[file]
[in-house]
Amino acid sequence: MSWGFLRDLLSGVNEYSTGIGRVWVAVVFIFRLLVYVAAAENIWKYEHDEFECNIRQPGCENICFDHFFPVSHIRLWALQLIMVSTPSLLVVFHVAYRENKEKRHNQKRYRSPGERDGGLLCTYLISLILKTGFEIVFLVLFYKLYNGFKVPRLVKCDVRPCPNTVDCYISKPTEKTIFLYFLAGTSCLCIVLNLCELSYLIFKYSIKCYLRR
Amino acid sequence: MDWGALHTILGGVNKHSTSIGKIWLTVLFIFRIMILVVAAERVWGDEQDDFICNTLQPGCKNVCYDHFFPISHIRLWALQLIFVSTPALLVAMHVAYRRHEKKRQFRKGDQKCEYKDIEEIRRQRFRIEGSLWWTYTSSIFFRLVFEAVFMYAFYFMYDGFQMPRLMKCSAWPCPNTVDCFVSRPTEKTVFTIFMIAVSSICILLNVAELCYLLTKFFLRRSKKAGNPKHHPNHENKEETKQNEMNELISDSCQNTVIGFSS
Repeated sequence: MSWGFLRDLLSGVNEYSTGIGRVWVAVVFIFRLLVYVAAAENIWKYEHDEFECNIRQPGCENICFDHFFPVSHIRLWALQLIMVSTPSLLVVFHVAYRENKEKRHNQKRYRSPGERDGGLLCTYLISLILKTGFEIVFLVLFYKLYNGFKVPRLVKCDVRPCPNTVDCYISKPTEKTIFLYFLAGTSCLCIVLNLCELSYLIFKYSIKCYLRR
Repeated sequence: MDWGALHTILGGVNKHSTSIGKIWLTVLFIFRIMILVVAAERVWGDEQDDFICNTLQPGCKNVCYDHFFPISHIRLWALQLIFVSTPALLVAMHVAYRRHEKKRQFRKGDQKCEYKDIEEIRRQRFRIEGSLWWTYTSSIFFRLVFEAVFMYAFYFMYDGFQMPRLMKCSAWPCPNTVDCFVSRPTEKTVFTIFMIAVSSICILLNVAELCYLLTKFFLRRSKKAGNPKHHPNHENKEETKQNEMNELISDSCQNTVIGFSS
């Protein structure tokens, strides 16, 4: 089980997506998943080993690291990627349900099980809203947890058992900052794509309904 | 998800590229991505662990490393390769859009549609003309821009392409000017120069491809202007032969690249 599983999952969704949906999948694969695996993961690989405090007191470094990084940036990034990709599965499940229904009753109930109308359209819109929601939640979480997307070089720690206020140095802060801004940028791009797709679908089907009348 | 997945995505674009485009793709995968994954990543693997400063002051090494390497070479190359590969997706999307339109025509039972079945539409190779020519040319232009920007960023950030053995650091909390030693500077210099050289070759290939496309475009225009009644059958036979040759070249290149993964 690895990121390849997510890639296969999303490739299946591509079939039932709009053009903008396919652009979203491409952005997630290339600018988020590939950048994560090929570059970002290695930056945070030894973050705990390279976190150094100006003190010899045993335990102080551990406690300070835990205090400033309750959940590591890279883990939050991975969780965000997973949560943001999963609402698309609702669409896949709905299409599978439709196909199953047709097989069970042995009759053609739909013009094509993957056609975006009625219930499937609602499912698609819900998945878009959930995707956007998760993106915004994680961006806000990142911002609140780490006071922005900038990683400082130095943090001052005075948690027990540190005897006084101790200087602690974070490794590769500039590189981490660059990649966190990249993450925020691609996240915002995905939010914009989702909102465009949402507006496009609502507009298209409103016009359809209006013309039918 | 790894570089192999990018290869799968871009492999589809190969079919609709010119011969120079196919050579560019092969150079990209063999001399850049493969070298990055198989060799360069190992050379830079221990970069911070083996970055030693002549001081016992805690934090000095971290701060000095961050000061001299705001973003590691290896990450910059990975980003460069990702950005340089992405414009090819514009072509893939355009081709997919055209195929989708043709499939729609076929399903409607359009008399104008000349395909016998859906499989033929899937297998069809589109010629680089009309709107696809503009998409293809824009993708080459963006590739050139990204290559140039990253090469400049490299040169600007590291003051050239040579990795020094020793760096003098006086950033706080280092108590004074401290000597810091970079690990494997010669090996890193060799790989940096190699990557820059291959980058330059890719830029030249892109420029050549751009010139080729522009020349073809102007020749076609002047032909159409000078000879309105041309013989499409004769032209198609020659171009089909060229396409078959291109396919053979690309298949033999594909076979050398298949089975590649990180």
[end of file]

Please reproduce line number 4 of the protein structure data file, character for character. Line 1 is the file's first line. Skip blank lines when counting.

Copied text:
Repeated sequence: MSWGFLRDLLSGVNEYSTGIGRVWVAVVFIFRLLVYVAAAENIWKYEHDEFECNIRQPGCENICFDHFFPVSHIRLWALQLIMVSTPSLLVVFHVAYRENKEKRHNQKRYRSPGERDGGLLCTYLISLILKTGFEIVFLVLFYKLYNGFKVPRLVKCDVRPCPNTVDCYISKPTEKTIFLYFLAGTSCLCIVLNLCELSYLIFKYSIKCYLRR